Etoys is an educational tool for teaching children powerful ideas in compelling ways. Etoys is a media-rich authoring environment and visual programming system.
toread  books  alankay  learning 
8 weeks ago by totocaster
Alan Kay's answer to What made Xerox PARC special? Who else today is like them? - Quora
"Many of the ARPA researchers were quite fluent in both HW and SW (though usually better at one than the other). This made for a pretty homogeneous computing culture and great synergy in most projects.
The above goes against the commonsense idea that “computer people should not try to make their own tools (because of the infinite Turing Tarpit that results)”. The ARPA idea was a second order notion: “if you can make your own tools, HW and SW, then you must!” (..)
The grad schools, especially, generally admitted people who “seemed interesting” and judgements weren’t made until a few years down the road. (..)
One of the most interesting ideas at Parc was: “every invention has to be engineered for 100 users”. So if you do a programming language or a DTP word processor, etc, it has to be documented for and usable by 100 people. If you make a personal computer, you have to be able to make 100 of them. If an Ethernet, it has to connect to 100 devices, etc."
alankay  computer  history  innovation  arpa  xerox  parc  hardware  software  tools  toolbuilding  gradschool  scale  users  interesting 
may 2017 by gohai
How to Invent the Future I - CS183F
Alan Kay on inventing the future. This video is mostly about PARC and the culture around it.
alankay  yc  startupschool  youtube  video  future  invention  innovation  parc  xeroxparc 
may 2017 by drmeme

« earlier    

related tags

2017  2read  adblocker  advertising  advocacy  ai  alan-kay  alan  alan_kay  alire  alto  ama  analysis  apple  architecture  arpa  article  articles  aspect  bias  blogging  book-devourer  book  books  brettvictor  business  clojure  clojurescript  code  coding  companies  comparison  compsci  computer  computerscience  computing  computinghistory  concept  cost  creativity  criticism  critique  data  deadlines  design  dev  development  disaster  discussion  display  drawingcircuits  dsl  dynabook  dynamic  dystopian  education  epistemology  errors  etoys  fp  functional  funding  funtional  future  genius  goals  gradschool  greatideas  gui  hackernews  hardware  history  hn  howwelearn  howweteach  idea  idealist  ideas  innovation  inspiration  institution  interactive  interesting  interview  interviews  invention  ipad  iphone  javascipt  jobs  kay  kids  knowledge  knowledgegraph  knowledgeorganization  language  laura  lcproject  learning  lisp  list  lists  management  messaging  milestones  misc  object  object_oriented  oo  oop  openstudioproject  opinion  oriented  paper  parc  pdf  philosophy  portrait  problemfinding  problemsolving  prog  programming  quora  r&d  reading  research  richhickey  scale  sfsh  simplicity  simulation  smalltalk  sociology  software  spreadsheet  stanford  startups  startupschool  stevejobs  swift  synopticon  takedowns  talk  teaching  tech  technology  theory  timbernerslee  to-read  toolbuilding  toolmaking  tools  toread  ui  users  video  videos  vision  web  what  wisdom  wiz  worldwideweb  xerox  xeroxparc  yc  ycombinator  yehonathansharvit  youtube  zeroxparc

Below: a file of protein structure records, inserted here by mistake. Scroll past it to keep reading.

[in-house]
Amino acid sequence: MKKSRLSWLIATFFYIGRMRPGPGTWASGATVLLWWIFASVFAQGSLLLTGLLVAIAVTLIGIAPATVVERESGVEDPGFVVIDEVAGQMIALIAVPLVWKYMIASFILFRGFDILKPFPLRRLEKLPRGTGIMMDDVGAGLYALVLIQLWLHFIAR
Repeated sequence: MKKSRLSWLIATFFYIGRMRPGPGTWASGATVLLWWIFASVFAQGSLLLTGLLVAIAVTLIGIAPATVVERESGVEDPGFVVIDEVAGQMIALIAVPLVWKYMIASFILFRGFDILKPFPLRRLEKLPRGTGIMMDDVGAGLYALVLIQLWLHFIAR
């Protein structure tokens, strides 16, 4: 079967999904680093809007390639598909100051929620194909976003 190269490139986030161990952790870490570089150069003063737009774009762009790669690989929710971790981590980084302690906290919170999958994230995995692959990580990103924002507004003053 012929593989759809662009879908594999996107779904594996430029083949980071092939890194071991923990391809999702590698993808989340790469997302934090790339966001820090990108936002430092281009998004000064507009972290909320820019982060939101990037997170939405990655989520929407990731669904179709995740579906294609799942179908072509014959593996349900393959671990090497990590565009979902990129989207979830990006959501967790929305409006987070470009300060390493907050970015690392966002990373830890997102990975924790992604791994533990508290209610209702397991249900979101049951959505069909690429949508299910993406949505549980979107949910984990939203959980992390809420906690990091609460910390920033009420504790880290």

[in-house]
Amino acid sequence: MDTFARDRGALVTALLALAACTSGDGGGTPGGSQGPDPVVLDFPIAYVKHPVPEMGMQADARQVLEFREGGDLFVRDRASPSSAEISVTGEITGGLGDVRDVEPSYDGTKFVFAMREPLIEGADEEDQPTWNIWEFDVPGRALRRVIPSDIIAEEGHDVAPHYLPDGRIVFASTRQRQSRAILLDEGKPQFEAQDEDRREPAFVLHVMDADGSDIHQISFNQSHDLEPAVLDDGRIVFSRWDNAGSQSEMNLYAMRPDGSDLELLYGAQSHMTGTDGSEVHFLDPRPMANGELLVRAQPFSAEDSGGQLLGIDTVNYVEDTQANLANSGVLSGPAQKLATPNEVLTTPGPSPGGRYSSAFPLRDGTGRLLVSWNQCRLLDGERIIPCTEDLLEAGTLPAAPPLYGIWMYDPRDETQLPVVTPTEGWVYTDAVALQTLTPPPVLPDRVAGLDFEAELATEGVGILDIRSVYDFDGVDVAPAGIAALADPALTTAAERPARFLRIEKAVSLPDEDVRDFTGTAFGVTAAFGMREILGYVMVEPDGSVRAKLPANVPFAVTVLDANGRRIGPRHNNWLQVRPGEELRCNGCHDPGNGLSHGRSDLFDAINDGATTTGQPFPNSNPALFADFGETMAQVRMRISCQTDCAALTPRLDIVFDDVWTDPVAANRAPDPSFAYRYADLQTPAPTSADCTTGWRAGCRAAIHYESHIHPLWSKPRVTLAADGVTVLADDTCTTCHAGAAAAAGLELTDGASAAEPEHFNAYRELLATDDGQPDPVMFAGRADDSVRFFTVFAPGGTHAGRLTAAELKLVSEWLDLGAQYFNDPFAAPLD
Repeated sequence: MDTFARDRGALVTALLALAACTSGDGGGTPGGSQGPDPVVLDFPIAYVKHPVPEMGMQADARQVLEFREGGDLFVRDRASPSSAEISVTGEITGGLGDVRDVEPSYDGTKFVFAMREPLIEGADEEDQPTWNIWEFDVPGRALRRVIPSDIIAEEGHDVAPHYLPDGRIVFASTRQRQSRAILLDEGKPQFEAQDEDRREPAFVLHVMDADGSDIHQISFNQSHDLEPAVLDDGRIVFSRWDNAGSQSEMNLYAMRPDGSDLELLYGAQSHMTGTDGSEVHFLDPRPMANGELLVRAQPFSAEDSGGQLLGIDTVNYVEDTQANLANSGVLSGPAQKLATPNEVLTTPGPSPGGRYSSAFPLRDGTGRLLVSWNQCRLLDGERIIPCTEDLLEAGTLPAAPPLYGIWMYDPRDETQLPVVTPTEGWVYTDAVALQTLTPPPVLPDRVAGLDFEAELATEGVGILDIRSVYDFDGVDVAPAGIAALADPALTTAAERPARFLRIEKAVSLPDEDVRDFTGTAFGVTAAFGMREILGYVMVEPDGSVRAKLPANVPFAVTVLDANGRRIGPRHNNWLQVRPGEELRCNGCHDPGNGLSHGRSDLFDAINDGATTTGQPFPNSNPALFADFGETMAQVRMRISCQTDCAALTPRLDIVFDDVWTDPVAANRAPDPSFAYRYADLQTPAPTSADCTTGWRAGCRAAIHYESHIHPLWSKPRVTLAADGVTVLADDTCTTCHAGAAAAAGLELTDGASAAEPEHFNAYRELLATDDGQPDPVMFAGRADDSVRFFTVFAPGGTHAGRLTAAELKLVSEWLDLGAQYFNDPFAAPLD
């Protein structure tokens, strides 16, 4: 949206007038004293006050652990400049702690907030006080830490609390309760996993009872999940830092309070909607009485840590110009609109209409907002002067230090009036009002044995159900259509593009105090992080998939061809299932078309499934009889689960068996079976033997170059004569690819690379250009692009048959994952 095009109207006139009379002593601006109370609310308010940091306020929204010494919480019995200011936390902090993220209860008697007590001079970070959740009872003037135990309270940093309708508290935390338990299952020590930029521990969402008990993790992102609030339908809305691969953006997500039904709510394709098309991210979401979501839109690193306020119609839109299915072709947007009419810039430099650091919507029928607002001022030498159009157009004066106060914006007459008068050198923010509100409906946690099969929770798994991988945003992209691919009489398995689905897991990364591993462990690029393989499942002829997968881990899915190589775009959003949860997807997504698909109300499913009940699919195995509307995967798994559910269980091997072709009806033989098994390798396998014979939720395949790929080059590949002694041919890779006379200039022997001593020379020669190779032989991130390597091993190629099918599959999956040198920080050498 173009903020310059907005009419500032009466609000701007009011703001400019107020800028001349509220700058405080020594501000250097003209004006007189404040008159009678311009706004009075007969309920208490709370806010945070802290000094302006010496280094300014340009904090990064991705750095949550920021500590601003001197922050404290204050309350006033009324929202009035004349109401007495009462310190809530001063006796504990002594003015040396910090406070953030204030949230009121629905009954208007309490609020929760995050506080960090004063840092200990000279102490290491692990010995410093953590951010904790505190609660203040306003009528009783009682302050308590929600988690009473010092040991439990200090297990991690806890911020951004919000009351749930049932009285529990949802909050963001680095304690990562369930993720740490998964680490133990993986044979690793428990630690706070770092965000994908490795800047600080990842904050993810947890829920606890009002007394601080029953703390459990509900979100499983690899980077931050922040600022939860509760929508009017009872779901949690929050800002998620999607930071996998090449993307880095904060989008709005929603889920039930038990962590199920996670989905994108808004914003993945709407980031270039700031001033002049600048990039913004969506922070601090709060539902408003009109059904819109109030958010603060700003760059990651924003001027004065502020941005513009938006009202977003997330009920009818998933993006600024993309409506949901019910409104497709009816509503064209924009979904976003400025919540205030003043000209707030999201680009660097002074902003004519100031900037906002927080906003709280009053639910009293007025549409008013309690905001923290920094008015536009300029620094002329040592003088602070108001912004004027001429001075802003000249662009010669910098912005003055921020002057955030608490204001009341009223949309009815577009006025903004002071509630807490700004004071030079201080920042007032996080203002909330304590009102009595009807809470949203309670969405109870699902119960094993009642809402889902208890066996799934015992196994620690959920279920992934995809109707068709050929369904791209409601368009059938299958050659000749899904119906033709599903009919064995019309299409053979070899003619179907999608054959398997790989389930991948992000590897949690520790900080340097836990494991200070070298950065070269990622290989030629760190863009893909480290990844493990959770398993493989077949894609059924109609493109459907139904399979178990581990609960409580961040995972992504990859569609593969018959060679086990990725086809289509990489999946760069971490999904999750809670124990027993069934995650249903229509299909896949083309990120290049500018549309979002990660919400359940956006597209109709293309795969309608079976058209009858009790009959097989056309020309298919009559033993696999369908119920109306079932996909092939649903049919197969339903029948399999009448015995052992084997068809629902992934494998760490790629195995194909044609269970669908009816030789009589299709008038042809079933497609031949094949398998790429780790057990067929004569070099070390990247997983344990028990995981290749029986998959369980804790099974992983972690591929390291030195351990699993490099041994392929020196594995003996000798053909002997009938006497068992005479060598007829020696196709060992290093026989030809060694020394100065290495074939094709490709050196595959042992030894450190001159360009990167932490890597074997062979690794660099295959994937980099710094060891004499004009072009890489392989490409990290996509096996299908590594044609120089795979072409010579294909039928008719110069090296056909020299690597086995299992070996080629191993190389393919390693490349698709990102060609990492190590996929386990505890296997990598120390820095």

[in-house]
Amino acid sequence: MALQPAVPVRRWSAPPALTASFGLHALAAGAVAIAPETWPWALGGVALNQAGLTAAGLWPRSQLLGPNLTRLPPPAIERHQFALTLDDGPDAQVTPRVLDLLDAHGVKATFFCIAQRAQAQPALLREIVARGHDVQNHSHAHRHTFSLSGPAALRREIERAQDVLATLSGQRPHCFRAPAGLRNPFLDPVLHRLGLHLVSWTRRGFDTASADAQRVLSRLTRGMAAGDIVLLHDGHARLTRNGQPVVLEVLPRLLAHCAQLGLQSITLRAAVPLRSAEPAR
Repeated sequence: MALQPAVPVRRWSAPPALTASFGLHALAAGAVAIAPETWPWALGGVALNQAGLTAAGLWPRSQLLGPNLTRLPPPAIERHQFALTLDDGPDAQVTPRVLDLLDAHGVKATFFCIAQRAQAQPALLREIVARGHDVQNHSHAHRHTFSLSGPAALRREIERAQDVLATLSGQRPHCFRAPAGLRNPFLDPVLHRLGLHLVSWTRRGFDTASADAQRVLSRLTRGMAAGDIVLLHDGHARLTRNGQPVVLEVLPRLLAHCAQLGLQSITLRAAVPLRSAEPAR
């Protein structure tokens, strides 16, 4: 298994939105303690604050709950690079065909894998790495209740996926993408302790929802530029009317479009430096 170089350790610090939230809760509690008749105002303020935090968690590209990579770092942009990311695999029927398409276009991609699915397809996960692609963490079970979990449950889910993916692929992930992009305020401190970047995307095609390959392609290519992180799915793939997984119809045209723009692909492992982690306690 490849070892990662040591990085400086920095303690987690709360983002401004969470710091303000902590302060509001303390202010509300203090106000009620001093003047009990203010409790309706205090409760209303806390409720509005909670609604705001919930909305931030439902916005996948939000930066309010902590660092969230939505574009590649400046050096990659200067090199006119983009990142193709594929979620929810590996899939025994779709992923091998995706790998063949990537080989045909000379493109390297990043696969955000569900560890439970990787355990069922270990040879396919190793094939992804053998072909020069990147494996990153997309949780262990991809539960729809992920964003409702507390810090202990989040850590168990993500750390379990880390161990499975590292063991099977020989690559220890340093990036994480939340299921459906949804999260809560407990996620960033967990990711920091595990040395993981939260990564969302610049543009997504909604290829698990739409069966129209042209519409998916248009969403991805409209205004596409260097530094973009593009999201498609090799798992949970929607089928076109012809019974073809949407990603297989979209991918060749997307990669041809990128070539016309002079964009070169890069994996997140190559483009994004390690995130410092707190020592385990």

Copy this bookmark: